• I was a little surprised when I saw the proofs of my daughter’s school photos and they had a solid green background. It turns out that the photography studio is employing chroma key to then allow us to select a custom background for the photo. Where this is unique, sadly the choices of backgrounds left much to be desired.
  • It is possible in the SQL Server Management Studio to change the default of 200 rows for editing to an unlimited amount. This post explains how to easily change the number of rows from 200 Thanks to my good friend Alex for finding this and letting me know about it..
  • Whenever I think of Bob Mould and the band he was with in the 80’s, Husker Du, I can’t not think about their performance on NBC’s Today Show in the mid 80’s before they broke up. Why? Watch this video on YouTube of Bryant Gumbel interviewing Bob Mould and notice the puzzled look on Bob’s face to Gumbel’s questions – clearly he did no research on the band before he asked these questions! You can follow the link or watch the video embedded below.


This is from The Hot Iron, a journal on business and technology by Mike Maddaloni.


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Odiogo Reads The Hot Iron To You

By Mike Maddaloni on Tuesday, April 08, 2014 at 09:09 PM with 0 comments

odiogo logoWhere most of you reading this post from The Hot Iron blog are looking at the text on various computing devices, and a few of you may be using screen reading software to convert the words on the screen to speech, did you know anyone reading could have this and every other post read to you?

For years, going back as far as the earliest posts, the ability to listen to my blog posts has existed, but for some reason I didn’t promote is much as I should have. As there’s no time like the present, allow me to introduce to you The Hot Iron read to you by odiogo.

Odiogo is a service that converts text to speech into an audio file and distributes the files in MP3 format. You can bookmark this page and listen to the audio for the last 10 posts. There is also an RSS feed which you can subscribe to in your favorite RSS feed reader and podcast player.

Odiogo started as a free service, changing to a paid service model last year with an exception to non-commericial blogs. As I have yet to be able to retire to the Cayman Islands from the money I (don’t) make here, I have been able to keep the transcription of these posts, as everything else here, free.

Odiogo uses a digital voice to read posts. One major reason why I added it was because it was able to convert “Maddaloni” very well! Typically an audio version of a podcast is available within an hour or so of when it was posted to the site.

Along with writing this post, I have made the link to the odiogo page much more prominent in the sidebar of the site. I also invite you to listen to one of the audio transcriptions and let me know what you think of it. Have you already added it to your podcast app? Will you never listen to it again? Feel free to share your opinion in the comments below.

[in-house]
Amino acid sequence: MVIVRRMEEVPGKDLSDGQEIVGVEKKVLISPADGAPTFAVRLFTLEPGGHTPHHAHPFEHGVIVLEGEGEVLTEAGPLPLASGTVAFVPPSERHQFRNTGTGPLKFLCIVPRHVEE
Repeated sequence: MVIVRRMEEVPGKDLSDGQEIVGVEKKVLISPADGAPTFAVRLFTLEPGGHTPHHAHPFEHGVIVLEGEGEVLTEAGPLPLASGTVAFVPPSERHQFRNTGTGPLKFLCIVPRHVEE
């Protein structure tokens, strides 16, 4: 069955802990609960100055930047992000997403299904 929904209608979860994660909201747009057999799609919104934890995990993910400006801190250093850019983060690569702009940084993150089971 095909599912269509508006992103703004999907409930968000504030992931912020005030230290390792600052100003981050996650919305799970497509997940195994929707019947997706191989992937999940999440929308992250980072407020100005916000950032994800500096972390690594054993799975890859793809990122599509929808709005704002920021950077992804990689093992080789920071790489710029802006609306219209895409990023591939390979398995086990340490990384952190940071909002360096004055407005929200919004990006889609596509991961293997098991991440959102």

This is from The Hot Iron, a journal on business and technology by Mike Maddaloni.


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What I Learned This Week For April 4 2014

By Mike Maddaloni on Friday, April 04, 2014 at 09:41 PM with 0 comments

photo of Chicago’s Gold Coast

As I was compiling and typing up my new wisdom for the week, the picture above was the view in front of me.

  • When you learn something in the presence of someone else who asks if it will be in your next blog post, it may be a good idea to actually include it. So a carryover from last week was how much more I learned about the Chicago Pedway, a series of tunnels that connect buildings in the Loop, and ways of accessing them that aren’t all that clear.
  • After calculating what I thought was the percentage increase of traffic to a Web app, and getting a value that looked completely wrong, I learned the proper way to calculate percentage of increase.
  • A “regular” yoga class goes at a much faster pace than an introductory course. And I am happy with that.
  • Has the selfie jumped the shark? After it was uncovered that David “Big Papi” Ortiz of the World Champion Boston Red Sox is a paid social media ambassador for mobile behemoth Samsung, and they were accused of staging the selfie Ortiz took with President Obama at the White House earlier this week, I couldn’t help but laugh. Granted I am a huge fan of Papi and the Sox, and thought of the irony of when Obama took a selfie at Nelson Mandela’s memorial service. If you read the linked article here, it is from the Boston Globe, who is now owned by the majority owner of the Sox. Talk about a win-win situation.
  • I finally had a hamburger at Chicago’s Rockit Bar and Grill, who is famous for their burgers. I got the Locavore burger cooked medium rare, and it actually came medium rare. I usually get burgers medium rare as I like them medium and most places overcook them. Now that I have been to the summit, I now have to return.
  • I got an email from Apple about in-app purchases made by kids on iPhones and iPads without their parents’ knowledge, and it also mentioned parental controls available in the operating system iOS. For someone as technical as I am, and knowing many people who use and love the iPhone are not, these are not exactly intuitive. One thing missing is locking out the kids from use as exists with Windows for the Surface tablets.
  • I got a postcard from a local Chicago university conducting a study on kids and sleep, and it asked for kids to participate who did not sleep much or showed signs of “fatigue (feeling tired a lot).” I was surprised they needed to define what fatigue means, then again as they are researchers, I am sure it was included based on empirical experience.